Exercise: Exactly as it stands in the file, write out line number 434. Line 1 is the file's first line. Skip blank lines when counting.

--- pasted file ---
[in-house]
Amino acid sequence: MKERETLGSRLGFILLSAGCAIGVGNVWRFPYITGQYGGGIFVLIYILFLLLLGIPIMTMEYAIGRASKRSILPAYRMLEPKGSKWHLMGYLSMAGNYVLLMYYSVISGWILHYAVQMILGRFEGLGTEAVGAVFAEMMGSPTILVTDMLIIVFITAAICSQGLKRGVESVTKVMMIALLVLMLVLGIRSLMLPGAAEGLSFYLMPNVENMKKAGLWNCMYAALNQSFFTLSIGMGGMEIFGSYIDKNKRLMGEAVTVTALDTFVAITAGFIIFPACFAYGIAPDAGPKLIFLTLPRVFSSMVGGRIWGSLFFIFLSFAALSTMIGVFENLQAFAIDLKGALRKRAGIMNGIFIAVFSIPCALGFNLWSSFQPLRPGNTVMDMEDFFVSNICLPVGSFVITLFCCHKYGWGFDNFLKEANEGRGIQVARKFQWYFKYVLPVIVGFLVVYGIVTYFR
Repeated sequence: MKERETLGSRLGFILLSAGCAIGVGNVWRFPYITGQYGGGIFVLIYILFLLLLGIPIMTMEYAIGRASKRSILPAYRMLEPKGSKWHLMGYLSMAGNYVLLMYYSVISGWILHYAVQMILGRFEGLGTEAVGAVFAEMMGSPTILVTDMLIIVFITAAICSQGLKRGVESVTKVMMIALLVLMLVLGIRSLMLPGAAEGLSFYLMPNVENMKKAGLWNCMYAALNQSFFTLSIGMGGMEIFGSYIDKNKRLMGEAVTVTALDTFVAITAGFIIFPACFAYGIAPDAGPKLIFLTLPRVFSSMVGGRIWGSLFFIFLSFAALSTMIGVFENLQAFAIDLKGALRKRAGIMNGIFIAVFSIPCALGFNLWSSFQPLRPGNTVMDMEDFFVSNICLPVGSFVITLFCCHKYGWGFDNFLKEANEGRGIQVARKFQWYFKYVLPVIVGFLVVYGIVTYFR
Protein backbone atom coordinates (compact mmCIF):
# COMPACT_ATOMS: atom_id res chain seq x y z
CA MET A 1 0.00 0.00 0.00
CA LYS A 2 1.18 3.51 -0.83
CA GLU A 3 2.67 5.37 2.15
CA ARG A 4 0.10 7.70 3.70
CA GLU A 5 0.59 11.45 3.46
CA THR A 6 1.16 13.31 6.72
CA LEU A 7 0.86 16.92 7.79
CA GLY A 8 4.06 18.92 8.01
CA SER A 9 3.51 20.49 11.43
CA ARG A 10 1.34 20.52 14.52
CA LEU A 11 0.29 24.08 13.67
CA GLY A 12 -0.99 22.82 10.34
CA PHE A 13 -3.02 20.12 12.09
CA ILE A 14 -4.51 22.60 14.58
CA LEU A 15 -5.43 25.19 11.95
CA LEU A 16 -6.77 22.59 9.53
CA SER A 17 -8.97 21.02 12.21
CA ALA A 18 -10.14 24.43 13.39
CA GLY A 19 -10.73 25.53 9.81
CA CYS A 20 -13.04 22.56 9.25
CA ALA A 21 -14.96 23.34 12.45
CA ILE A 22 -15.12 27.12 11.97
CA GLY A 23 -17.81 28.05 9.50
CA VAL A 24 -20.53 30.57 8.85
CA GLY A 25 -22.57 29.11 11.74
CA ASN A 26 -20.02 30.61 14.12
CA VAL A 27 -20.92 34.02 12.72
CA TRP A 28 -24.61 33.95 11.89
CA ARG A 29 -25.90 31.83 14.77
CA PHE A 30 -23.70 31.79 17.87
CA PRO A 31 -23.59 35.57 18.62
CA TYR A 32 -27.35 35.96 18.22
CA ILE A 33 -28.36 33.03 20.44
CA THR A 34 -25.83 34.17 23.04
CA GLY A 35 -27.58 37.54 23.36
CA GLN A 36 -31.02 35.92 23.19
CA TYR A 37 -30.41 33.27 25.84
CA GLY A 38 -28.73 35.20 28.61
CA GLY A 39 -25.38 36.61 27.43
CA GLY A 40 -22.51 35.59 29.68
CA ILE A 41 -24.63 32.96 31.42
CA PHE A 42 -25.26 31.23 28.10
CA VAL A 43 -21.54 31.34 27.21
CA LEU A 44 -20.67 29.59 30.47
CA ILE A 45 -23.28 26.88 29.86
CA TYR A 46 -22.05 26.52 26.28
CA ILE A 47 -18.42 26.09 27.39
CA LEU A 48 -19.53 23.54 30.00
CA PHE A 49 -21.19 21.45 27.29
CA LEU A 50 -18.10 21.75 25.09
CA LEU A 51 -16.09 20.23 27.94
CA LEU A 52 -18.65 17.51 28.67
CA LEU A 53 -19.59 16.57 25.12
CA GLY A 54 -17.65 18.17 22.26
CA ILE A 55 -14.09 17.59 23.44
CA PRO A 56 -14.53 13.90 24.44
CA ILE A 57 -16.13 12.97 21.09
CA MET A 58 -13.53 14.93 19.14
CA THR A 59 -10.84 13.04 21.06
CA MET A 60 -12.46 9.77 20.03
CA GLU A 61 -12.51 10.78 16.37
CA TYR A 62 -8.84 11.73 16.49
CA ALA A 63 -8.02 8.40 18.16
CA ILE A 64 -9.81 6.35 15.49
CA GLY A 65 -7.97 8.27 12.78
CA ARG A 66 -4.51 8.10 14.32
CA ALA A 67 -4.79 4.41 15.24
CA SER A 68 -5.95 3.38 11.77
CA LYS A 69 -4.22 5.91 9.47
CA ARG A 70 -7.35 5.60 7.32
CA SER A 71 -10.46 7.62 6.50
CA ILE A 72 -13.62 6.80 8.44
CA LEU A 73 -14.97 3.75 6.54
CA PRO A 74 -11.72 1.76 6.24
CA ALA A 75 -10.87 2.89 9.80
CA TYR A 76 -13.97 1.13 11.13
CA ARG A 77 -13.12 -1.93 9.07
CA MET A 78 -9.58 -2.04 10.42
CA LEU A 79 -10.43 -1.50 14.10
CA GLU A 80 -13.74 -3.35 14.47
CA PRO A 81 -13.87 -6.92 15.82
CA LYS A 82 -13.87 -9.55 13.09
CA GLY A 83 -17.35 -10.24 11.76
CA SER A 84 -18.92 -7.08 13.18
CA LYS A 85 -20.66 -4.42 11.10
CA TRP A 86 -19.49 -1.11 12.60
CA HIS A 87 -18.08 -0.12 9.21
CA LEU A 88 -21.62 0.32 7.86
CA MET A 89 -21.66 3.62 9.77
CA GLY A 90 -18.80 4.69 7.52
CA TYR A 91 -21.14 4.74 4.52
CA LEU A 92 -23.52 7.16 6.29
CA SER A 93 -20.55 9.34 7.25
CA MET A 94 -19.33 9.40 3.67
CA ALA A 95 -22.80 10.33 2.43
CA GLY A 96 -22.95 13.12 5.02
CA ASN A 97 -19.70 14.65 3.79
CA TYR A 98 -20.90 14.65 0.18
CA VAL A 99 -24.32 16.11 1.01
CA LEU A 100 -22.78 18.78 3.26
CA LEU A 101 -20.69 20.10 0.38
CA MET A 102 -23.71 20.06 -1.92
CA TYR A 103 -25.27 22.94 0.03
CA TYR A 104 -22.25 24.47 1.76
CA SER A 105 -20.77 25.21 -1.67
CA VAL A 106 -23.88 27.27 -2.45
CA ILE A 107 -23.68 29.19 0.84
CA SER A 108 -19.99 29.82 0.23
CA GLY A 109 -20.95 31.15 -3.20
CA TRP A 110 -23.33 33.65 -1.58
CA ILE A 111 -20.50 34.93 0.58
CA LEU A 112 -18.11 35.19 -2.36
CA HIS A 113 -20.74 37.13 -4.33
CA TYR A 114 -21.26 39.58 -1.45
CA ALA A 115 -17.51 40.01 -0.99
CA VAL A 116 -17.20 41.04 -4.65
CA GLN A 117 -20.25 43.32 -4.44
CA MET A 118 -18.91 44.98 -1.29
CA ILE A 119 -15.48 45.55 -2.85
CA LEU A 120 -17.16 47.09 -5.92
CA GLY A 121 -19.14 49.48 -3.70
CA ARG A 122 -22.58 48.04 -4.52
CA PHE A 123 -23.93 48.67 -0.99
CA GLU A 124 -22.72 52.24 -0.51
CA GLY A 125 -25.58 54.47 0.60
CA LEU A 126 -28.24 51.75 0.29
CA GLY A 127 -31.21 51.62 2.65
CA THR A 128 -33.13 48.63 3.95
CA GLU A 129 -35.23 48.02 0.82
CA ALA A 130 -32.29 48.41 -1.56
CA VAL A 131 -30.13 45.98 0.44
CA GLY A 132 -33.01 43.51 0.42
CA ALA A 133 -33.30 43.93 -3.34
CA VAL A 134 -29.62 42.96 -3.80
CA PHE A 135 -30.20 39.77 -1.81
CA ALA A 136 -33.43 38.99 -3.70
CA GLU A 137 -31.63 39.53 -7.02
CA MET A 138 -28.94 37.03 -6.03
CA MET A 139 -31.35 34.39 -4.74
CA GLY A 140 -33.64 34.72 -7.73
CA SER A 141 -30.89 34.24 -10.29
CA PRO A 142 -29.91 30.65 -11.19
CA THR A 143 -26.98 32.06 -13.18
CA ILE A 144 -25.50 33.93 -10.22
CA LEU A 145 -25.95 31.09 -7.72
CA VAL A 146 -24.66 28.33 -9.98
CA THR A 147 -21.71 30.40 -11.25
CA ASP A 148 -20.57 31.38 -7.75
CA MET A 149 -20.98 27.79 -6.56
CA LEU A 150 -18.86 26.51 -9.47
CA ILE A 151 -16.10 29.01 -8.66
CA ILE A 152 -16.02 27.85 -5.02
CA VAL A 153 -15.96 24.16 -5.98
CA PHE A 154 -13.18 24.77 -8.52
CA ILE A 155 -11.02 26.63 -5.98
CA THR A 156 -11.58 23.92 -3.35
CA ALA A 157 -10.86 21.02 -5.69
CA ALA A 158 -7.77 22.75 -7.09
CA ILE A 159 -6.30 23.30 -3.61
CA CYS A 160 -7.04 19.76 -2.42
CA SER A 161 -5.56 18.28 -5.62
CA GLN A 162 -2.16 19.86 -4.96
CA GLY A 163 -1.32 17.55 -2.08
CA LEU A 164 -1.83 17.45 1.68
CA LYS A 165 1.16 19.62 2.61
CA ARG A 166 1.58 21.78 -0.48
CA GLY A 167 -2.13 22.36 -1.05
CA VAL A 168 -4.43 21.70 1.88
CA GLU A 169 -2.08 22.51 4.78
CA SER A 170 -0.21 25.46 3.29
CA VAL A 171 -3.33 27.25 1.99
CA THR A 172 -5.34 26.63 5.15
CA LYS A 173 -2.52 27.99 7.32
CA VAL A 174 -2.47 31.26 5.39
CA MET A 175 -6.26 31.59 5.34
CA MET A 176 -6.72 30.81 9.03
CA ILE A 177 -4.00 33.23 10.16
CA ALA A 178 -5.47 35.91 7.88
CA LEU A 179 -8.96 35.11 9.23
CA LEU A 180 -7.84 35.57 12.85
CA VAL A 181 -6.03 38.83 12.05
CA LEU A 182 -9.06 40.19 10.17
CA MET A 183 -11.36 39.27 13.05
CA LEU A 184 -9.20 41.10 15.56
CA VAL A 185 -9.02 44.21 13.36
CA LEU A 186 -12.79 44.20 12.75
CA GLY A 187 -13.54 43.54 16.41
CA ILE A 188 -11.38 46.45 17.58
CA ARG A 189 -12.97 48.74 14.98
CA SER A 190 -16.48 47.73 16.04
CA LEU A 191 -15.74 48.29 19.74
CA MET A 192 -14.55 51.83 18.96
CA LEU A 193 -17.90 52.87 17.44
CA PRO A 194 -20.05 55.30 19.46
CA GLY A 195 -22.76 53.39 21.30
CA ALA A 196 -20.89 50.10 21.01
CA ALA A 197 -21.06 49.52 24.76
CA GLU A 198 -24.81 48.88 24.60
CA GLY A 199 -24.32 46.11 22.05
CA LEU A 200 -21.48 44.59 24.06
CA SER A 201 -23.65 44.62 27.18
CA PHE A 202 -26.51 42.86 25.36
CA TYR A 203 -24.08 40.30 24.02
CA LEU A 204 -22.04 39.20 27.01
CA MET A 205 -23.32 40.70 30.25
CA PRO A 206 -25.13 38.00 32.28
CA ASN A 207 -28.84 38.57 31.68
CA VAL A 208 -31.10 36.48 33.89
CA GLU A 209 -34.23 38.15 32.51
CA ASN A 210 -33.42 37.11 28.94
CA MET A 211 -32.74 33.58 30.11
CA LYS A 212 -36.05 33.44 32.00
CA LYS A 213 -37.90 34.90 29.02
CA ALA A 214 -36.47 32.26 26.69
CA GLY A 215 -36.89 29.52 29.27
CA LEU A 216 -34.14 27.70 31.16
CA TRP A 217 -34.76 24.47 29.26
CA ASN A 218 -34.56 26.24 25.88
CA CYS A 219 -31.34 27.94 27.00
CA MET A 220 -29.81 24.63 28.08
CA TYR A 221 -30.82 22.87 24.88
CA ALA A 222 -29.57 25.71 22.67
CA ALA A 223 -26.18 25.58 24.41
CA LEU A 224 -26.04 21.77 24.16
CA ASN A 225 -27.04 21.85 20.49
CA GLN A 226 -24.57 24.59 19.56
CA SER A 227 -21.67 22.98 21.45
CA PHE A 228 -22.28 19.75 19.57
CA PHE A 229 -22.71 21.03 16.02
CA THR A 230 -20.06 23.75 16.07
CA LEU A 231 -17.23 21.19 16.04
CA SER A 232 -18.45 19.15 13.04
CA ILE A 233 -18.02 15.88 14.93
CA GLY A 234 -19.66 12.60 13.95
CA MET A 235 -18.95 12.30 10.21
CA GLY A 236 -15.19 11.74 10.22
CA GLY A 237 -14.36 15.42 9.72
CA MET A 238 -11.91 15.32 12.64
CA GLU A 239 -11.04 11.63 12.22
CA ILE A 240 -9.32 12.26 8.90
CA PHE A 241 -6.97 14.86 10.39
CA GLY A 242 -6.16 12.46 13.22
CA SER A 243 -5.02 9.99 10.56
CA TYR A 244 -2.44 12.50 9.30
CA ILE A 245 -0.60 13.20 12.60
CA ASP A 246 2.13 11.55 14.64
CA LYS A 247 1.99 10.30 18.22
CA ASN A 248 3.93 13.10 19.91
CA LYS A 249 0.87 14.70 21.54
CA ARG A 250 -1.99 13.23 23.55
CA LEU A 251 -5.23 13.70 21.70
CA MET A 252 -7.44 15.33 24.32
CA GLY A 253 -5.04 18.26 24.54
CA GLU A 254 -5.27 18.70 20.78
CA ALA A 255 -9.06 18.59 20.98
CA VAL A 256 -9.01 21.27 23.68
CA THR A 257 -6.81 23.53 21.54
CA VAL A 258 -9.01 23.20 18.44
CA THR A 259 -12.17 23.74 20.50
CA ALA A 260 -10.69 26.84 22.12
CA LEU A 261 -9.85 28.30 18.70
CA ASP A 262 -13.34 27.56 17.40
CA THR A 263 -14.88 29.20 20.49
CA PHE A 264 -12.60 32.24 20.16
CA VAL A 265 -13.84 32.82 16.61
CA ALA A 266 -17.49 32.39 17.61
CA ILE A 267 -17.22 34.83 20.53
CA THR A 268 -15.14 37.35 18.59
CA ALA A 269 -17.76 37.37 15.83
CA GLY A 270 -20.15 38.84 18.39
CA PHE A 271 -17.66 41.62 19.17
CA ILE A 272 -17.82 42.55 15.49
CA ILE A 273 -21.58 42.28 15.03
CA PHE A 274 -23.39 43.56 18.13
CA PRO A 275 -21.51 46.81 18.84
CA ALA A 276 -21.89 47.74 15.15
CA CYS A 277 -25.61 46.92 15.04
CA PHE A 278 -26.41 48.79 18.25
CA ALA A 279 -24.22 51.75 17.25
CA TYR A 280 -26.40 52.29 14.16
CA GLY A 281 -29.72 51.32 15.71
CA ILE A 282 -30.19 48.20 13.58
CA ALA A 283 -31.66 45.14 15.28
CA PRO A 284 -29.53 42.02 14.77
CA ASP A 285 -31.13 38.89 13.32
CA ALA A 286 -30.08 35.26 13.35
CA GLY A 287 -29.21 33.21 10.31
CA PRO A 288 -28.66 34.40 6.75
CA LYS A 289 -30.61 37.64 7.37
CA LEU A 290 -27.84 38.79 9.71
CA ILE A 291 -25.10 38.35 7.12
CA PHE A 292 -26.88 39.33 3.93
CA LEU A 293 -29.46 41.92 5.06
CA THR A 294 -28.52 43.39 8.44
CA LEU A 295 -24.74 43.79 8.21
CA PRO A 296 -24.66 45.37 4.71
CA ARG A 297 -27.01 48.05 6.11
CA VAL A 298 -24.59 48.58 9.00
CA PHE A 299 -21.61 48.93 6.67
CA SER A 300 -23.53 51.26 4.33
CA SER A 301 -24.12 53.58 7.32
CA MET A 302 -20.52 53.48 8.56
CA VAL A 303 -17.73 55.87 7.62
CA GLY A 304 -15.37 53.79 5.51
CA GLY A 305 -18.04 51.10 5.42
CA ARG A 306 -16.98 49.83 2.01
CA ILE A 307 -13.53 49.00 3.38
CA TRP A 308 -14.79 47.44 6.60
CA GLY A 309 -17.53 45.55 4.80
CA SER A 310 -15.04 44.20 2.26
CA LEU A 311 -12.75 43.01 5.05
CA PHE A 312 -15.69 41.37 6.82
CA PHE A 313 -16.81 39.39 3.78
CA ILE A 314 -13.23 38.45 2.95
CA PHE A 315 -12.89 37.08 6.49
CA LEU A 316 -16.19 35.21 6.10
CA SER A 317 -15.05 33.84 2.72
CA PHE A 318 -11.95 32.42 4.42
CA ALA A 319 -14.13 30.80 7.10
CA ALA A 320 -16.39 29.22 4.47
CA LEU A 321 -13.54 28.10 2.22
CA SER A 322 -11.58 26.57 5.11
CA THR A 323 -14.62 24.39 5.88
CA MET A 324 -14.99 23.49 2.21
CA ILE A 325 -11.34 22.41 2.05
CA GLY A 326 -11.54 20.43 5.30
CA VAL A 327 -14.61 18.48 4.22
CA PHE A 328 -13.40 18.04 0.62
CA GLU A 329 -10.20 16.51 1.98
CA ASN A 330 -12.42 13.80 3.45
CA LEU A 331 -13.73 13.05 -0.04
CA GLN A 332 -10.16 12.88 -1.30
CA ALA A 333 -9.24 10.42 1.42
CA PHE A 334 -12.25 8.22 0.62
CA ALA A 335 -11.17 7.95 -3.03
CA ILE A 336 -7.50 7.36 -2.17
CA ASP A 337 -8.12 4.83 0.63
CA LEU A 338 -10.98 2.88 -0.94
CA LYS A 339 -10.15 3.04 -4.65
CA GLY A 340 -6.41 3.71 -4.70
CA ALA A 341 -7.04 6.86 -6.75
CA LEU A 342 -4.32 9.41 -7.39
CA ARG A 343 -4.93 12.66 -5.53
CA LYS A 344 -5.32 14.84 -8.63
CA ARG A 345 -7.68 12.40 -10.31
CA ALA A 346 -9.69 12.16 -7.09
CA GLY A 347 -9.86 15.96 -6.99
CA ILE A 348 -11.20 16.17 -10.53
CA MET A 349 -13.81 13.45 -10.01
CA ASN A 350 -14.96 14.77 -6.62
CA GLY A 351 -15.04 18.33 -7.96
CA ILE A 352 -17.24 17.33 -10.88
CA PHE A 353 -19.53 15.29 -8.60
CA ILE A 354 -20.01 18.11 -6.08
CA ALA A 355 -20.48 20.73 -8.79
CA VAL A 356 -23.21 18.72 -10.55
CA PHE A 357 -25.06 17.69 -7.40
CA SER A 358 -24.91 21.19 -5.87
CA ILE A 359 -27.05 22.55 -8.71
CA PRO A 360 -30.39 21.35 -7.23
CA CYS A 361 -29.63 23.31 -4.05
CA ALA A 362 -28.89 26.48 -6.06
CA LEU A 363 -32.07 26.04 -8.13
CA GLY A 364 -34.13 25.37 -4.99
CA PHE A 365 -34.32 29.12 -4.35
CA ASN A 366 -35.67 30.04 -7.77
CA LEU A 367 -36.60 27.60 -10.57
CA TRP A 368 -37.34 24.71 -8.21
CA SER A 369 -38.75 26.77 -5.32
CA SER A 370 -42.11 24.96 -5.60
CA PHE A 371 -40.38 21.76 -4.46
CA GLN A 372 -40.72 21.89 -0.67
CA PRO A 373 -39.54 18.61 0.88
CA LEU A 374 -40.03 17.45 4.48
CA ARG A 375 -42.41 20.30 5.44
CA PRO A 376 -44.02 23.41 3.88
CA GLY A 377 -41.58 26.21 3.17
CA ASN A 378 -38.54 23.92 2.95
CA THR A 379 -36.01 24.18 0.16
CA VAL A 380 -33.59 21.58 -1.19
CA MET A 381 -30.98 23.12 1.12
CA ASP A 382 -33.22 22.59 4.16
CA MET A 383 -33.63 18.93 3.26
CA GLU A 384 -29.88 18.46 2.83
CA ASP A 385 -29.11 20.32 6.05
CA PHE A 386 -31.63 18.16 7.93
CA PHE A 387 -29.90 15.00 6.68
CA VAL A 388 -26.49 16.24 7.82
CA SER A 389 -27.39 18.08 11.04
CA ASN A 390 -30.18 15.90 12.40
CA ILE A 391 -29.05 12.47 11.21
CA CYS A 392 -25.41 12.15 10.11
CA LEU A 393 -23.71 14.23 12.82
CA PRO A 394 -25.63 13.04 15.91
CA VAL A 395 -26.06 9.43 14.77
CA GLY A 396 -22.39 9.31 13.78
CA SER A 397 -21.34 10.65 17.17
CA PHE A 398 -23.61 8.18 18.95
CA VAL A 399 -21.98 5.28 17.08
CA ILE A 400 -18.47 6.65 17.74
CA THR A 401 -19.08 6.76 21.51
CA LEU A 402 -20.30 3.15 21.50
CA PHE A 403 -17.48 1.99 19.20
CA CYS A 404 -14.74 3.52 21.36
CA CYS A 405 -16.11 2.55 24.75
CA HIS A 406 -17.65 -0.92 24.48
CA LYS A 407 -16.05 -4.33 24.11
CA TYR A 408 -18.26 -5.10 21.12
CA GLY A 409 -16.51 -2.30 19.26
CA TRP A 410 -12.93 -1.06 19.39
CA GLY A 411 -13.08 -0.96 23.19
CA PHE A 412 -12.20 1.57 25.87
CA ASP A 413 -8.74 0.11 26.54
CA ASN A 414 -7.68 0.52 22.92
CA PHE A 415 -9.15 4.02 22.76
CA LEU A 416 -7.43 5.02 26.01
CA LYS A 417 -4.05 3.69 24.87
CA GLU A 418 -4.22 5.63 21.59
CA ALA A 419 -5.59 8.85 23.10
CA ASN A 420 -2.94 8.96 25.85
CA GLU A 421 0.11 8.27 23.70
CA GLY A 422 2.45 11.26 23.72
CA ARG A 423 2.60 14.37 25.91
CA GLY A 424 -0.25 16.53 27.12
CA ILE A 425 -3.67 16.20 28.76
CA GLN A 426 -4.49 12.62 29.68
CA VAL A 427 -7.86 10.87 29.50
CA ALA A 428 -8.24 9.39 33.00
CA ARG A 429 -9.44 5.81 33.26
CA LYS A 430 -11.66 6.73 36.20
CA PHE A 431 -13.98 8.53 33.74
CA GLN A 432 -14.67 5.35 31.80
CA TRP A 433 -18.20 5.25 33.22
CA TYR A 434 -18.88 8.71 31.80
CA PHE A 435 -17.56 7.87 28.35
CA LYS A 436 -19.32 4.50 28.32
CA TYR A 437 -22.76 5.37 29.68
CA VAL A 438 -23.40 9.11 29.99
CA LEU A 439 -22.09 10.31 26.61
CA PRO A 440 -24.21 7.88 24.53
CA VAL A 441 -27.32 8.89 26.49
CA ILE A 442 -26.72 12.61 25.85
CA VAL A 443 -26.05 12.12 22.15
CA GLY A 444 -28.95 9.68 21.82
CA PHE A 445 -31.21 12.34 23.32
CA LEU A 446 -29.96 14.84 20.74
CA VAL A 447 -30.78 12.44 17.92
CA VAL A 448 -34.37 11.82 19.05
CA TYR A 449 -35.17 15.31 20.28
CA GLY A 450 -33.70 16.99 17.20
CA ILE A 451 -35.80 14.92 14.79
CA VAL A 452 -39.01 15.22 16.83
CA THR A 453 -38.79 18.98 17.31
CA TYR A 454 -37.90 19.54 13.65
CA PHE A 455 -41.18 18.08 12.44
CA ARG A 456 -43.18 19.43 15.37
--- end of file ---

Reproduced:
CA ARG A 429 -9.44 5.81 33.26